Field evaluation of alternative plants for the management of Nesidiocoris tenuis
Abstract: Nesidiocoris tenuis (Hemiptera: Miridae) is a generalist predator able to feed on a
wide range of arthropod pests and it is largely applied on tomato protected crops through
augmentative releases and conservative strategies. However, the predatory mirid may cause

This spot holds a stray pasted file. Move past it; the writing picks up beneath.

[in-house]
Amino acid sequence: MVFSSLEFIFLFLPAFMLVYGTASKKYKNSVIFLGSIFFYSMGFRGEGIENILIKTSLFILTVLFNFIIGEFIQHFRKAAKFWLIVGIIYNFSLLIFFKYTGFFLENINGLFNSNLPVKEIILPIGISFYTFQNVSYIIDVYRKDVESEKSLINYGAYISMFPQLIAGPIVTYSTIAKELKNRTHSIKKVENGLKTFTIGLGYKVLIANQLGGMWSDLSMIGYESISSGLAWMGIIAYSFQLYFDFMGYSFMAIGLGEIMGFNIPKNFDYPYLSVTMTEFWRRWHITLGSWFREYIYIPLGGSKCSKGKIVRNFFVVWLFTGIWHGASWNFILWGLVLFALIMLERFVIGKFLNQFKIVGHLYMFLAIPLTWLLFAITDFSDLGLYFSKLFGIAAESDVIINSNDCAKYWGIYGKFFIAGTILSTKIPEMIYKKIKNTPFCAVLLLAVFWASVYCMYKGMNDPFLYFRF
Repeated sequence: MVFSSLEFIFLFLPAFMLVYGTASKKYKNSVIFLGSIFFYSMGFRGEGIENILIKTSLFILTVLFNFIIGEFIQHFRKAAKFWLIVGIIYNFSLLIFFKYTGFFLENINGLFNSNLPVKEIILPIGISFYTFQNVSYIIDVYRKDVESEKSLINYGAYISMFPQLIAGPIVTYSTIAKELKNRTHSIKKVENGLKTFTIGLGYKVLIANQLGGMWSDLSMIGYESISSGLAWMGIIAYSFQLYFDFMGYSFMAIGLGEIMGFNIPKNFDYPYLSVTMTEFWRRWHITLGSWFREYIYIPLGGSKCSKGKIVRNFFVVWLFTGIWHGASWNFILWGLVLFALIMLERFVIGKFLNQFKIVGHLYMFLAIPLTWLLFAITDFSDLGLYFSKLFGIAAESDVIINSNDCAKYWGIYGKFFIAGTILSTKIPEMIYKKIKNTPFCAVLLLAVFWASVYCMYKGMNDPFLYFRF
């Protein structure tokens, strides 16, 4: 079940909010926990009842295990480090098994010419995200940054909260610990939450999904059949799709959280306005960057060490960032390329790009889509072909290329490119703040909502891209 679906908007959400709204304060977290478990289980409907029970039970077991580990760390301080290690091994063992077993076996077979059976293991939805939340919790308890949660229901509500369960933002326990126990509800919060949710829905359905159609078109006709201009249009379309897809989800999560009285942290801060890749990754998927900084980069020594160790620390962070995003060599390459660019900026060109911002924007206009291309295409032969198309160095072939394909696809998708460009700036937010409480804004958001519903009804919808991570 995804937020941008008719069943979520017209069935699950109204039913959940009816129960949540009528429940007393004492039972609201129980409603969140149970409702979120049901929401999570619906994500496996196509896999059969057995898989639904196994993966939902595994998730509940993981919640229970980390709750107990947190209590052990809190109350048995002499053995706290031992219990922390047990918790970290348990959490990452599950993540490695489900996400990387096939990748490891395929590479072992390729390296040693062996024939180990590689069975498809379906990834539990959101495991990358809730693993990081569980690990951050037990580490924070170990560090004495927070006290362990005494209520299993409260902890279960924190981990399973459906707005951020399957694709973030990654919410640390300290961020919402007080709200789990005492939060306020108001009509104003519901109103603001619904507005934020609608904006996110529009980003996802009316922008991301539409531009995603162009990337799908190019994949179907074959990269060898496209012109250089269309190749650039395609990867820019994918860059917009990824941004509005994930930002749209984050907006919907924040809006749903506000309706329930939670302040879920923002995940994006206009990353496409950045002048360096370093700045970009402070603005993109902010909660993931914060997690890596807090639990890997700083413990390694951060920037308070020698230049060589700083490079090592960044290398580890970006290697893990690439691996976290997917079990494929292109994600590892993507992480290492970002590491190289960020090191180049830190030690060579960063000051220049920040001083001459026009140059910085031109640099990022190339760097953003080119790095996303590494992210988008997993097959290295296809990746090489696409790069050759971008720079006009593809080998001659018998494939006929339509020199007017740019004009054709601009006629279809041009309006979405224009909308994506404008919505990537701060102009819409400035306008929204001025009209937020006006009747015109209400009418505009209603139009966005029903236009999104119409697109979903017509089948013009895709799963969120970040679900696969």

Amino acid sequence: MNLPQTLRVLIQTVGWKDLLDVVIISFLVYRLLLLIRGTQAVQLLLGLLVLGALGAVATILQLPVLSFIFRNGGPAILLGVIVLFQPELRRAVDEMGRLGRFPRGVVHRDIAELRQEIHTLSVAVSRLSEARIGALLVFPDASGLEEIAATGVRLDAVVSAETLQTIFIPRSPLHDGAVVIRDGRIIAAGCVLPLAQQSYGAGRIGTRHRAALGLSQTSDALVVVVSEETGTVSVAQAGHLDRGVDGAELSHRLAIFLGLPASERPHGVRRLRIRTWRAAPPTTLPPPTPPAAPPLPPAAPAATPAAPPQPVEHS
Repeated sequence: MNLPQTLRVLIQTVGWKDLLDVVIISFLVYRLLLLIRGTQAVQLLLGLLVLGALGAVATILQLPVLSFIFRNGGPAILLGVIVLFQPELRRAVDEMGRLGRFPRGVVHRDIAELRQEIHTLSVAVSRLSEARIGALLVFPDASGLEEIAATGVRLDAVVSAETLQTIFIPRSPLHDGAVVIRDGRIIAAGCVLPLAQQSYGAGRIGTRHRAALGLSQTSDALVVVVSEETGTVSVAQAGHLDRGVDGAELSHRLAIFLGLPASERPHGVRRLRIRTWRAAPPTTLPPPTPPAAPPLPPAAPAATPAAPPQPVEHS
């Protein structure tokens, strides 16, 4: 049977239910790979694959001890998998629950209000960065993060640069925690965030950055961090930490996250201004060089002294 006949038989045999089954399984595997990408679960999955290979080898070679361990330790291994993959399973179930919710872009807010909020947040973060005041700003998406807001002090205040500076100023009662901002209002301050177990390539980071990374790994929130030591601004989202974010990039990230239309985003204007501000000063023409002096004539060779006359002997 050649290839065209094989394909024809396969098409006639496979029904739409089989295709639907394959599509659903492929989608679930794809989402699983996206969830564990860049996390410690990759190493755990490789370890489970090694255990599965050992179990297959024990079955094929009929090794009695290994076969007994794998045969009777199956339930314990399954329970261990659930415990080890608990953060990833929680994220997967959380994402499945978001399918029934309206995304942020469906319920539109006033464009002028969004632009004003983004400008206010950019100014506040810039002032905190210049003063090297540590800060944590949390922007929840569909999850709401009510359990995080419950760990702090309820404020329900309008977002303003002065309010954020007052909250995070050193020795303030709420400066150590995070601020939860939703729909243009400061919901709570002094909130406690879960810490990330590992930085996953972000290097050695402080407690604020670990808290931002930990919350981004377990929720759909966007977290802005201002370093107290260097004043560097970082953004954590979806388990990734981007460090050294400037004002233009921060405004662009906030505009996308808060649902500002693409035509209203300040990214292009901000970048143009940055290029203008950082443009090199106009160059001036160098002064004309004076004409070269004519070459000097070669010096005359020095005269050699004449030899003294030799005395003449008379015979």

damage to tomato plants due to its zoophytophagy. Nevertheless, habitat management strategies through the use of alternative plants can mitigate this adverse impact. We evaluated the suitability of sesame (Sesamum indicum) and/or verbena (Verbena x hybrida) when intercropped on greenhouse tomatoes for N. tenuis management. Four plots of 1.000 m2 with 1.100 tomato plants each were compared as follows: (i) tomato + sesame, (ii) tomato + verbena, (iii) tomato + verbena and sesame, and (iv) tomato only as a control plot. Rows of sesame and/or verbena were placed in the central part of the plots and N. tenuis naturally occurred with uniform density at the beginning of the trial. Nesidiocoris tenuis adults and nymphs, and the “”necrotic rings”” caused on tomato stems and leaf petioles were counted for three months in 2021 and repeated for two subsequent crop cycles. We also recorded the number of N. tenuis adults, other arthropod pests and natural enemies on alternative plant rows and chromotropic trap bands. Both alternative plants showed good adaptability, but sesame development was strongly impaired by low temperatures during the first crop cycle. By contrast, verbena plants developed regularly and flowered constantly and abundantly in both crop cycles. Sesame and verbena plants resulted both attractive for N. tenuis adults, but they did not differ in comparison with tomato plants. Interestingly, the number of rings recorded in the tomato plants intercropped with sesame was significantly lower than in the control plot. Although preliminary results are promising, further field trials are required to optimize this strategy in different seasonal and cultural conditions. The potential of verbena intercropping on other horticultural crops is also discussed.